But it’s what’s above the Four Corners region that has captured the passion of the rule’s proponents. A methane "hot spot," which scientists last year attributed — at least in part — to natural gas infrastructure in the basin, looms above the intersection of the Utah, Colorado, Arizona and New Mexico borders.

The drill sites on Schreiber’s ranch represent just a small fraction of the 18,000 wells that fall under the jurisdiction of BLM’s Farmington Field Office (FFO). The district contains more than 8,000 pump jacks and more than 9,000 wellhead compressors with potentially leaky seals, according to field office data. Virtually all the wells contain separators that could have faulty dump valves and pneumatic controllers that vent when the devices are activated.

A large chunk of that vast energy network has lain dormant in recent years. Pummeled by low natural gas prices, production in the basin has been falling steadily since 2008.

The region puts out 601 billion cubic feet of gas per year, down 40 percent from 1 trillion cubic feet annually in 2006. At one point, northwest New Mexico’s rig count dropped to zero.

"A lot of people around here had to move to find employment," said Victoria Barr, district manager for the FFO. "There were a lot of houses on the market. Housing prices became depressed. Several businesses closed in town."

That is now changing.

"Now we have six rigs operating, so things are starting to pick up again," Barr said.

Economic impact

Carla Sonntag. Photo credit: Pamela King/E&E News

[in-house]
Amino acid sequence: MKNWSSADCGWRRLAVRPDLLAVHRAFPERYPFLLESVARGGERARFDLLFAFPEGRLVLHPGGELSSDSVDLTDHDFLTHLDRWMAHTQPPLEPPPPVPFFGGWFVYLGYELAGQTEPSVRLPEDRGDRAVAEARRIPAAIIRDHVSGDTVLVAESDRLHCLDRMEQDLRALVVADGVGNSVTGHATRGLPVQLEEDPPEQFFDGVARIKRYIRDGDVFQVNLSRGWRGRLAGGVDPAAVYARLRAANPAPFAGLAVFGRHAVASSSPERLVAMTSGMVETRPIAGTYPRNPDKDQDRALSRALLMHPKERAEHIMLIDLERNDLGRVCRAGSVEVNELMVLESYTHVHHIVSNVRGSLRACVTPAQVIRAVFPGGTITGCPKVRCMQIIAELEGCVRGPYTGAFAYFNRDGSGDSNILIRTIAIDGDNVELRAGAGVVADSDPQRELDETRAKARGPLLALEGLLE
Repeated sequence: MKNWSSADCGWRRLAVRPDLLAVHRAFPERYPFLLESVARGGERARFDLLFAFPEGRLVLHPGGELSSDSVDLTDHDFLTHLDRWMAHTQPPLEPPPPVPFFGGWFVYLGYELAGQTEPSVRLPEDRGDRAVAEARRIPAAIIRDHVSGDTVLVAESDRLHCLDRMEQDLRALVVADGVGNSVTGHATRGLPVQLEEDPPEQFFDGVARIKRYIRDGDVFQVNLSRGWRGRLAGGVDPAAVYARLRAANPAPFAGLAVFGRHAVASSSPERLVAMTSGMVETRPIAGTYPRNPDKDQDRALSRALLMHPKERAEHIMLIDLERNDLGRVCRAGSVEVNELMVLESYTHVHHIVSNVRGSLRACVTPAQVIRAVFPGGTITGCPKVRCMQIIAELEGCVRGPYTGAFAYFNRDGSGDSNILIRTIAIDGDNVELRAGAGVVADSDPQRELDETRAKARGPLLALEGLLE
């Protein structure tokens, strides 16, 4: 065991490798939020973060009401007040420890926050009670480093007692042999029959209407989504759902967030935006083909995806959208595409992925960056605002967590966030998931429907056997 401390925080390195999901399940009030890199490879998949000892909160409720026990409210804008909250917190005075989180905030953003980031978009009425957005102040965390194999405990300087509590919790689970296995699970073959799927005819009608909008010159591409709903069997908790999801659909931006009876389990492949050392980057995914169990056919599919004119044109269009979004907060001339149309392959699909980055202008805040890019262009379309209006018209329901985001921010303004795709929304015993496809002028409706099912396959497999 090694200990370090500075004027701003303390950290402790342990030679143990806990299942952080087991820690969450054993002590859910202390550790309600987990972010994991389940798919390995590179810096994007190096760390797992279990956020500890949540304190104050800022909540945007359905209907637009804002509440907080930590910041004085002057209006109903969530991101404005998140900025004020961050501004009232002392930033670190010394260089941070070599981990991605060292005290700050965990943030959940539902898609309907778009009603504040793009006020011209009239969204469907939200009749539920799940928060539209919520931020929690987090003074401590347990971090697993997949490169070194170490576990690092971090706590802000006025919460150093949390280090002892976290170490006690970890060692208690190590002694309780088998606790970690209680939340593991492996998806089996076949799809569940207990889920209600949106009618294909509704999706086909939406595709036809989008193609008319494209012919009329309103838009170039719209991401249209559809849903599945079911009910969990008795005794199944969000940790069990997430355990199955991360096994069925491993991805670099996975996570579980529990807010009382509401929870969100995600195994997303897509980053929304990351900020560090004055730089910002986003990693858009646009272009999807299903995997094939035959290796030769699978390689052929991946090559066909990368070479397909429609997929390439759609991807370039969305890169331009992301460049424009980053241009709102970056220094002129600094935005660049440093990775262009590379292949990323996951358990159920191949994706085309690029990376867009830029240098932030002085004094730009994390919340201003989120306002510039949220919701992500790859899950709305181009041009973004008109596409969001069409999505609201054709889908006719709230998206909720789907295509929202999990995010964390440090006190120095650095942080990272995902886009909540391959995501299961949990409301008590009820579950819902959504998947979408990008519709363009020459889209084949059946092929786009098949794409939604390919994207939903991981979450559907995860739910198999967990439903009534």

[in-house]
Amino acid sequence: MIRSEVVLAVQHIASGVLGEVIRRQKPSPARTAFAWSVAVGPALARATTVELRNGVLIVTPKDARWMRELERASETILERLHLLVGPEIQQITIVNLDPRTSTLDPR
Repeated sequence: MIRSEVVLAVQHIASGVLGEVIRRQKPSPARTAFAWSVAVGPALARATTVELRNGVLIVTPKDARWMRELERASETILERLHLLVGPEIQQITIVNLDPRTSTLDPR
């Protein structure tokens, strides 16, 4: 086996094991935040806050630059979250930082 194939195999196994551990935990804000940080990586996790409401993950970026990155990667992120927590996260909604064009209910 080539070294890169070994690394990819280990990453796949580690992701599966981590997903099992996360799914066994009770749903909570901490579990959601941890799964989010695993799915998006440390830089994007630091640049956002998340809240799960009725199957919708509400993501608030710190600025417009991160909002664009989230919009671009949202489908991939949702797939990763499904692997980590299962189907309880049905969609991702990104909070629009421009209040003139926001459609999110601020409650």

Carla Sonntag, president and founder of the New Mexico Business Coalition that she operates from her Albuquerque home, opposed the Obama administration’s version of the BLM methane rule because of concerns over its impact to her state’s flagging economy. | Pamela King/E&E News

In rural Farmington, the potential costs of implementing the original BLM methane rule caught the attention of those looking to dig the state out of its financial hole.

With one-third of the state’s budget tied to an industry suffering from a supply glut and low commodity prices, New Mexico Gov. Susana Martinez (R) last month called a special legislative session to shore up funds. Unemployment has spiked to 6.6 percent, the second highest rate in the nation, behind Alaska, according to the Bureau of Labor Statistics.

Farmington’s unemployment has at times surged to over 10 percent, BLS data show. During the gas boom, the city’s joblessness rate dropped as low as 3 percent. The town’s strong ties to energy are apparent — oil field services giants Halliburton Co., Weatherford International PLC and Baker Hughes Inc. all maintain Farmington storefronts.

At the end of the month, ConocoPhillips Co., the basin’s largest operator and one of the region’s top employers, will complete a $3 billion sale of its assets in the region to Hilcorp Energy Co. It’s not clear how many jobs will be shed in the process, but speculation runs rampant through the region.

"Because New Mexico is so dependent on oil and gas, the industry’s health is of paramount interest to us," said Carla Sonntag, president and founder of the New Mexico Business Coalition, which she runs from her Albuquerque home in the company of her husband, Larry; her dog, Molly; and a growing support staff.